The Mississippi soybean crop is somewhat varied but that is no different from years past. Planting dates range from mid-March to just finishing up the first of July. The long cool, dry April/May caused this crop to be shorter in height than normal but with a couple of timely rains this should not be a major detriment to yield.

A lot of information has been circulated regarding when to use a fungicide program and what program to use. It is unfortunate that supplies of a straight strobilurin (Quadris/Headline) were short. Without rust, either of the two products, Topsin-M or a combination is an excellent option.

Rust has been identified in three new locations — Florida, southwest Alabama, and southeast Mississippi. At the stage of this crop, the time of the year and weather conditions through late July, it is doubtful rust will have much of an effect this season.

For some reason it has not built up as most expected. This may be surprising, but every day that passes gets us closer to not having to worry about this crop. If we can make it to mid-August it will have little effect on the majority of the 2005 crop. However, we must keep things in perspective. 100-degree heat and the lack of significant rainfall are not helping — rust is not our only concern.

We feel very good about our earlier predictions and the opportunity our statewide sentinel system provided you. The sentinel plots proved to be beneficial. It is disappointing, however, that the earliness of this crop will be penalized by the lack of adequate moisture early.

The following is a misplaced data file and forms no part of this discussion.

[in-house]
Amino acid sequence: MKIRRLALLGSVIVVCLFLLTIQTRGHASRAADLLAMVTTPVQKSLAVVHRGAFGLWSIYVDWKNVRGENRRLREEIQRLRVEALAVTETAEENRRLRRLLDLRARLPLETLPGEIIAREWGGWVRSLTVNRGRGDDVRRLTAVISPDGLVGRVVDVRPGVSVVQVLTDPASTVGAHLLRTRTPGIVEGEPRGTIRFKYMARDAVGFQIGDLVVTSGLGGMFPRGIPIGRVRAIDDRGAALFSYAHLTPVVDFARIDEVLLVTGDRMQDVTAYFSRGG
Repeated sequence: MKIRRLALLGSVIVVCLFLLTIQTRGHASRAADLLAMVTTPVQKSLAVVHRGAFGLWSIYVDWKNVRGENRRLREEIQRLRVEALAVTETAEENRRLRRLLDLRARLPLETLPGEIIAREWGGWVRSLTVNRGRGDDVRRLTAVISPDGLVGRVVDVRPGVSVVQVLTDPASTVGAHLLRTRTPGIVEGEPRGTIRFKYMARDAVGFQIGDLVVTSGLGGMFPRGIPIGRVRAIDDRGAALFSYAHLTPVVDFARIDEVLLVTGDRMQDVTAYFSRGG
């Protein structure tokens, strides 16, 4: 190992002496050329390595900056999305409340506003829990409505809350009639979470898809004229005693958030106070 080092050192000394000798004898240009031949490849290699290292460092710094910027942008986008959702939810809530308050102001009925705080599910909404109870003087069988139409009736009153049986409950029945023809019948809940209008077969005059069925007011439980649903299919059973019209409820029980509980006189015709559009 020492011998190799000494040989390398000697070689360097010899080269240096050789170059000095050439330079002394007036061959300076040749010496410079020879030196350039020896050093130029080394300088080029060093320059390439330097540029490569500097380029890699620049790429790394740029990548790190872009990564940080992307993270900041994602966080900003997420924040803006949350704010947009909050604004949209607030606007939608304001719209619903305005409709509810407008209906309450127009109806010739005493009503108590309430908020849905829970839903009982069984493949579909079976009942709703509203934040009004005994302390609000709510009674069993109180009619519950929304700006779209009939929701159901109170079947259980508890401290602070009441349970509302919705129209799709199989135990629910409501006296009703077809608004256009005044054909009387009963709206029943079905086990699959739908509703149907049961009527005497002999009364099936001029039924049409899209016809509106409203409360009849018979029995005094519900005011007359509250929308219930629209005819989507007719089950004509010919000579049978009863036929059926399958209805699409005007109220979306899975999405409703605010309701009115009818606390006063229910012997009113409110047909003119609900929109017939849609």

The earliest-planted portion of this crop has almost completed pod-fill, with at least half of the crop finished by late July. Once this crop reaches full seed (R6), rust will have minimal impact. However, the crop can still be affected up through the R7 growth stage. R6 is full seed, when the seed are plump and squared off. The R7 growth stage is when plants are turning and at least 50 percent of the pods have turned color.

Even though the crop has reached full seed, it is not finished. Two things that impact the crop late are irrigation and stink bugs.

Physiologically the plant does not dry down immediately at R6. At this stage it begins a slow dry-down phase. The plant is still pumping water and nutrients and the impact of a dry soil profile is most evident at R6. You should attempt to have a soil profile with adequate moisture as the dry-down phase begins. Seed may be filled and squared off at R6, but the lack of adequate moisture can still impact seed size and weight. Any adverse condition — lack of moisture, insects or disease — will have less of an effect after R6 than prior, but it can have an impact.

Stink bugs are causing more damage than most care to admit. Damage can be worse on the earliest-maturing portion of the crop because things happen fast when the crop is maturing in August/September prior to nighttime temperatures cooling off. Stink bugs can damage a green pecan. With that in mind, you can see the concern regarding late-season damage. Once plants reach R6, needs of the crop are less but by no means shut down.


Alan Blaine is the Mississippi Extension soybean specialist. e-mail: ablaine@pss.msstate.edu